Bank workers stage strike against merit pay system

Tens of thousands of unionized bank workers in South Korea staged a walkout Friday against a performance-based pay system but their banks were operating normally.

Around 18,000 employees from 17 local banks nationwide joined the strike, accounting for only 15 percent of all of their workers, the government said.

It added that the participation rate was about 2.8 percent at the four leading local banks: Kookmin, Shinhan, KEB Hana and Woori, which comes to 0.5 person per bank branch.

"All banks' branches operating normally," the Financial Services Commission (FSC) said. "It represents a low level of support among union members for the opposition to the performance-linked pay system, which is the purpose of the strike."

The FSC's statement came hours after the Korean Financial Industry Union (KFIU), the nation's major umbrella union for bank workers, held a general strike with a ceremony at the Sangam World Cup Stadium in western Seoul.

The union claimed about 50,000 workers, half of its total members, gathered at the venue, although some arrived there late.

"It started later than scheduled due to many participants from local areas outside of Seoul," a KFIU official said. "The number of participants was about 50,000 as of 11:20 a.m. The total turnout is expected to reach 60,000."

Prior to the strike, the KFIU said most of its members would join the one-day collective action, making it the largest-ever strike by a single labor union.

Its walkout, the first in two years, came in defiance of the government's repeated calls to resolve the dispute through dialogue.

The union said it had no other choice but to protest against the scheme for a full-scale performance-linked salary mechanism, arguing it will be used to allow banks to fire more employees and eventually lower the competitiveness of the banking sector.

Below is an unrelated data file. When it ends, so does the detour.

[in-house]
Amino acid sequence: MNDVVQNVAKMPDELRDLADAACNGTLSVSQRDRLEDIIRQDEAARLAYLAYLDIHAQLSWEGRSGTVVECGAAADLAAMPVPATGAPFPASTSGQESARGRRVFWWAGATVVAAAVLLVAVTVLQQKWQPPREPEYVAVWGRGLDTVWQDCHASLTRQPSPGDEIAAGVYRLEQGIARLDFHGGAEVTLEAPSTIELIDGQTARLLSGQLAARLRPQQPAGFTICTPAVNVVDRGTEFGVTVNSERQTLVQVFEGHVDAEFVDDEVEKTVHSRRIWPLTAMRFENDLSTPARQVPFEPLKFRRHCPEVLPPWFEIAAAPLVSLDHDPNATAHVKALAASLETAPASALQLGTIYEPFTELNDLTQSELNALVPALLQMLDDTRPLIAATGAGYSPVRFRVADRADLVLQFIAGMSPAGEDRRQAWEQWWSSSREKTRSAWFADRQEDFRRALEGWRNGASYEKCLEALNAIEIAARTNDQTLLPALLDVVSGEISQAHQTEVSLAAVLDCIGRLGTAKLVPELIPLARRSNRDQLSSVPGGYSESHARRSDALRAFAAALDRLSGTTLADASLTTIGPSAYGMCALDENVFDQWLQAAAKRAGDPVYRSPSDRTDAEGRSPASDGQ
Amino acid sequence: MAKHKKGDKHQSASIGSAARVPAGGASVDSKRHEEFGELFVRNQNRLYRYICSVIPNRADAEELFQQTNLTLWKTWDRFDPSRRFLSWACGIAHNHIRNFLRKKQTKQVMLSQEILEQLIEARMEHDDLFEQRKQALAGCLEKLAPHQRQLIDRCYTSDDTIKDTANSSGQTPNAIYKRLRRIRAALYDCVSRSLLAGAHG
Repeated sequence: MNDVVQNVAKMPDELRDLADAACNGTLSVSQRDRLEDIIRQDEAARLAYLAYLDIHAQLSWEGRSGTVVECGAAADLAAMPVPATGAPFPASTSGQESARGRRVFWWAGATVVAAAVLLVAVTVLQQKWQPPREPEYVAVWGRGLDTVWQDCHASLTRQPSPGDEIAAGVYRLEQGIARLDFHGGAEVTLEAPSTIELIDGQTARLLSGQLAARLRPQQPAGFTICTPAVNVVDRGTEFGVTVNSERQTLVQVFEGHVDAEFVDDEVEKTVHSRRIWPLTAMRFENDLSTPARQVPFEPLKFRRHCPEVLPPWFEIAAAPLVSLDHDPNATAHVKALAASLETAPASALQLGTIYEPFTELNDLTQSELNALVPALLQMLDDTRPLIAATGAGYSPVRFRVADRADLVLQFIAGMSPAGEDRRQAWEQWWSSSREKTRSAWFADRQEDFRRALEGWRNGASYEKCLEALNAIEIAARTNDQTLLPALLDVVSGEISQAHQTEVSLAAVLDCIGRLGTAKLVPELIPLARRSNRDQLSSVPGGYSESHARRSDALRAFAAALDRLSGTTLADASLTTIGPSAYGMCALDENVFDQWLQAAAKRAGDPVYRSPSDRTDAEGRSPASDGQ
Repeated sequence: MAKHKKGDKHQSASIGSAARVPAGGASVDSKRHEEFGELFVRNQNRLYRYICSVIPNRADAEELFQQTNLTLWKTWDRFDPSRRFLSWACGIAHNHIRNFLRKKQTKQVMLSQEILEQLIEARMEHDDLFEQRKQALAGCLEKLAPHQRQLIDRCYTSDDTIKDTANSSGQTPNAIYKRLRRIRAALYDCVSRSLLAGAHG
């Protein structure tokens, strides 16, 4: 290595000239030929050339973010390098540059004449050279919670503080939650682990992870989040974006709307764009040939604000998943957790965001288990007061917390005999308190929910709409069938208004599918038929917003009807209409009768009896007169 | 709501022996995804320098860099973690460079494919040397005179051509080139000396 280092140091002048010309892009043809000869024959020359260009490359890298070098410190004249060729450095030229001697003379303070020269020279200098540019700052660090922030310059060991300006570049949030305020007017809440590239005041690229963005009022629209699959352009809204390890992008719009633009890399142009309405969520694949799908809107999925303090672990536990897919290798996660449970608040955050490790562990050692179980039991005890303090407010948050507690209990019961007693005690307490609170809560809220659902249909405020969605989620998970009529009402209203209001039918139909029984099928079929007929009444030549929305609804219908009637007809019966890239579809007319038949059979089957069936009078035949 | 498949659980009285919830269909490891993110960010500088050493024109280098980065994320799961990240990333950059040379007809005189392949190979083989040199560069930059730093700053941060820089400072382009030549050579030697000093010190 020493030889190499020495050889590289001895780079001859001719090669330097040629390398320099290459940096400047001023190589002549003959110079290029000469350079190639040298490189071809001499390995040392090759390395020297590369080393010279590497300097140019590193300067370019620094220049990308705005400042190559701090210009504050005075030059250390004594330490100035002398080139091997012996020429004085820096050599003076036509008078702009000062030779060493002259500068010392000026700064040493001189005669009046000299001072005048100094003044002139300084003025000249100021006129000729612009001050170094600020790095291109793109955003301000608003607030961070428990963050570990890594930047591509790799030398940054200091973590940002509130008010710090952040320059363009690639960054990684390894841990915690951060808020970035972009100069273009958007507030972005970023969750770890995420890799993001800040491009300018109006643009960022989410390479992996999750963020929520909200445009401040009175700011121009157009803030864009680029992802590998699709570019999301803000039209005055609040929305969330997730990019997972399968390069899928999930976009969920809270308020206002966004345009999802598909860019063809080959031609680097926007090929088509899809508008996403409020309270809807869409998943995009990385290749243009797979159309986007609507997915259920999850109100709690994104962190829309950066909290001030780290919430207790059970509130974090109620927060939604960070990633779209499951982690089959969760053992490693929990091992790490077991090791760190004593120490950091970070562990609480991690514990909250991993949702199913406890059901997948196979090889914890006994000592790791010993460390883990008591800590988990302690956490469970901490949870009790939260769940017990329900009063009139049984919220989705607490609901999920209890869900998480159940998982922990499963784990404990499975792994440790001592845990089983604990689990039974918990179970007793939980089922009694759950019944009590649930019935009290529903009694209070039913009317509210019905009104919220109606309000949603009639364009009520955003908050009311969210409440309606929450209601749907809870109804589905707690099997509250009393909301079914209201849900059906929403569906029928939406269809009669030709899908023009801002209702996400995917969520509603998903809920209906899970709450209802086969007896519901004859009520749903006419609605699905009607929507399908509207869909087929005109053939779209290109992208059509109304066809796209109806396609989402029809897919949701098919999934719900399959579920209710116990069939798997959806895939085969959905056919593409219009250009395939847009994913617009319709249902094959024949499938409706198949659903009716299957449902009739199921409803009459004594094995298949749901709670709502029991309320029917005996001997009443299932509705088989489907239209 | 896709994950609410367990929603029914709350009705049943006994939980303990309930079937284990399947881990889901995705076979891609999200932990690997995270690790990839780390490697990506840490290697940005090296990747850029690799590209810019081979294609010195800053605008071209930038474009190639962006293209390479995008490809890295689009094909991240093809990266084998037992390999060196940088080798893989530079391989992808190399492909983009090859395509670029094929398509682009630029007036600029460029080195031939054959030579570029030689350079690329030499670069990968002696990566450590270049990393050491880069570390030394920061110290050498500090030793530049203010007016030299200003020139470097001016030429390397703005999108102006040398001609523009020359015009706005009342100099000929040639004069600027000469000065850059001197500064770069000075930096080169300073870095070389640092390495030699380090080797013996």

"We can't accept the dismissal salary system forced by the administration even with a knife under our necks," said Kim Moon-ho, head of the union. "It will seriously harm the stability of the financial industry and bring irreversible damage to the people."

The union will consider "additional action" after the one-day strike, he added.

The government has stressed that merit-based pay is a must to help ride out a crisis facing the financial sector, mainly caused by prolonged low economic growth and interest rates.

"The survival of the banking industry over the next 10 years is at stake," the FSC said. "The salary level in the domestic financial circles is excessively high for productivity."

Labor costs at local banks have continued to rise despite worsened profitability attributable to a "seniority-based and inflexible" pay system, it pointed out.

The FSC, tasked with reforming the nation's financial sector, dismissed the KFIU's assertion that the merit-based pay system is designed for unilateral wage cuts and easier sacking of workers.

"It's intended to motivate employees to work harder and better and enhance their expertise needed to strengthen the financial industry's competitiveness," said the FSC.

The government will endeavor to help banks introduce an "objective, fair and transparent" performance evaluation system via talks with employees, it added.

Source: Yonhap News Agency

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